Thoughts on Solar power
The government comes up with ideals and ideas, apparently based on good intentions, but then something happens and the clarity of those intentions seems to dim.
‘We have promised to reduce the CO2 production, in order to help save the planet from global warming. All must help. We encourage all to recycle whatever is possible, and we have put incentives in place to encourage people to pay a lot of their own money to obtain some clean and efficient energy via solar PV installations. We’ll slowly help you pay for your outlay by a feed in tariff. The amount you receive will depend on what you produce – that is until we can penalise people and renege on our agreements.’
‘With this intent, everyone must use low energy light bulbs – that is, ordinary householders, other than football clubs playing in the floodlights, or theatres, TV studios, and lighting up the shops in big cities – we’ll excuse them.’
We are now producing some of our own electricity, for the past three days, and I am most impressed. Even in three days with little sunlight, the meter of production is ticking away. We are hoping to be included in the higher FIT, but how long will it last anyway? This government has ideals, makes decisions and plans and then reneges. The solar industry has blossomed and was flourishing and providing not only clean electricity from the best renewable source on the planet, but providing households with cheaper electricity and thousands of much needed jobs. These are at jeopardy now, as the FIT was ‘costing too much’.
In comparison to the inefficient wind turbines springing up all over the country and at sea at vast expense and the astronomical expense of building nuclear power stations, I don’t think so. Once in place, these solar panels are silent, efficient, virtually unnoticeable, and continually produce at least some electricity if there is light, and, of course, more if the sun shines. They are clean and there is little or no maintenance unless the inverter should fail or a meteor from outer space hits a panel!
I have complete trust in the sun, if not in much else at present, and I think it will shine for the rest of my lifetime. Despite the prevarications and disputes in the world no one has yet managed to cut that power source off. Its beams can be dimmed temporarily in different areas by the ash from volcanic eruptions, but the winds usually carry even that away. If every roof, even in this country with very mixed weather and seasons, had solar power, then there would be much less reliance on other forms of non-renewable fuel. Any attempt to avoid potential danger from nuclear power should, in my opinion, be taken. The risk may be small, but the result is devastating.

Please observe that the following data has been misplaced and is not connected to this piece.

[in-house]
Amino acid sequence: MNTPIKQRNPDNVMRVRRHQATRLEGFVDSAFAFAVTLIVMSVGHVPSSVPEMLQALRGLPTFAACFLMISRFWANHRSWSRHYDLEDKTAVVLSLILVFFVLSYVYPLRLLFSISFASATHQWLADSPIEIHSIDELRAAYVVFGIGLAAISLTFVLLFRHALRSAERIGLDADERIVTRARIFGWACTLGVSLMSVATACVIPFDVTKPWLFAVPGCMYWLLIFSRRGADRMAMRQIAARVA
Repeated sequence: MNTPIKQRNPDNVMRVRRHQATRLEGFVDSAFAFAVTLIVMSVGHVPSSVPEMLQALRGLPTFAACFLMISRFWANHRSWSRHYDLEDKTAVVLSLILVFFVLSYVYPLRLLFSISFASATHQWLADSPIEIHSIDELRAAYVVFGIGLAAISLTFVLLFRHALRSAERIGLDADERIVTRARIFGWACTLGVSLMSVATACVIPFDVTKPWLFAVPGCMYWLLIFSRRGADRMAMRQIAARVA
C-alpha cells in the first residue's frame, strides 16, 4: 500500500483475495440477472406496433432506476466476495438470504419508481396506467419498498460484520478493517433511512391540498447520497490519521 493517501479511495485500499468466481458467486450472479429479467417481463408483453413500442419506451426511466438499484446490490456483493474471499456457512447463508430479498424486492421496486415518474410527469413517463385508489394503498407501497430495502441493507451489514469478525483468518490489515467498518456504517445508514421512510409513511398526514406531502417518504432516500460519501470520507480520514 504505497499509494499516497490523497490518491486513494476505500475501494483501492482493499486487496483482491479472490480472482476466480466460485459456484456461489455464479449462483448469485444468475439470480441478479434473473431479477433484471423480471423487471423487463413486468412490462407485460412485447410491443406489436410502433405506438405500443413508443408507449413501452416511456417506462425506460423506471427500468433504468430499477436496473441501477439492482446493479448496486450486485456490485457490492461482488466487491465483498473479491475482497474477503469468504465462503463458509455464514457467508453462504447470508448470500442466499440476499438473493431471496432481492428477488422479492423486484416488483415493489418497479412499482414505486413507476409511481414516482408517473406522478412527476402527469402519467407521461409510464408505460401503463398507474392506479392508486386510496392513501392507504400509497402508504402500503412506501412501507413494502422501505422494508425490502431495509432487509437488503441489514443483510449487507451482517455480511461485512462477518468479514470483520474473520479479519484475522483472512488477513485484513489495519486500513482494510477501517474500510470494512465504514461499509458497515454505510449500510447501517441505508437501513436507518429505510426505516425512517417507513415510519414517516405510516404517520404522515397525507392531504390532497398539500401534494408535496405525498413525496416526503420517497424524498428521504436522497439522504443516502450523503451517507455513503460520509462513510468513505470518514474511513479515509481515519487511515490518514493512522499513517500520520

But, of course, money rules and oil is lucrative. I think few have been misled and most people realise that grabbing a lion’s share of oil was the true and underlying reason why the recent wars were fought. Other countries, which are unimportant in this matter to the rest of the world, are allowed to kill their own people.
In the prophetic book by George Orwell ‘1984’, ‘some pigs (his metaphorical characters) were more equal than others. Never has that truth resounded more clearly. Billions will soon be spent on building football stadiums in a wealthy desert country, when millions of children are dying of hunger and thirst in another country with famine and drought.
Do I digress? Not really. Power is needed for pumps for transporting clean water or for desalination plants, for sanitation, for irrigation for growing crops. The sun shines up above continually, the technology is there, yet these children and their mothers are somehow not counted and not included. Why? I don’t know. Why are some people more equal than others? I judge people. Yes, I do, but only in their behaviour.
In my medical experience, all humans are conceived and born via the same act, all have brains and bodies which live, breathe and feel and all are of equal importance in the creation of the world. All are different but none have determined where they should be born nor have they decided their parentage. The main difference is that some are fortunate and some are not, and this is a very cruel world if you are on the wrong ‘side’ of the fence of recognition.
Anyway, a dear uncle died and his legacy has bought us some independent power. How much use will it be? We shall have to wait and see. But, I question any decision of the government to slow or maim solar innovation. On the contrary, batteries for use in power cuts should be perfected etc so that they can store surplus for use as necessary. It is an industry which should be increased to its maximum, for householder’s roofs and factories alike.
That would happen if the government’s intention was based on true understanding and belief rather than solely influenced by power, money and the energy industries’ continued greed. Of course, we must accept that the electricity and wind power companies or nuclear power magnates would not want solar power to be extended to the potential detriment of their profits.
We shall all reap what we sow, and that will include the high and mighty as well as the lowly and poor. Only humans make these distinctions.
The one thing that is even more certain than that the sun will continue to shine is that we shall all die at some time. Then all will have to account for their behaviour during life – nothing else will be of importance in determining a future existence.
CopyrightACoatesworth Nov 2011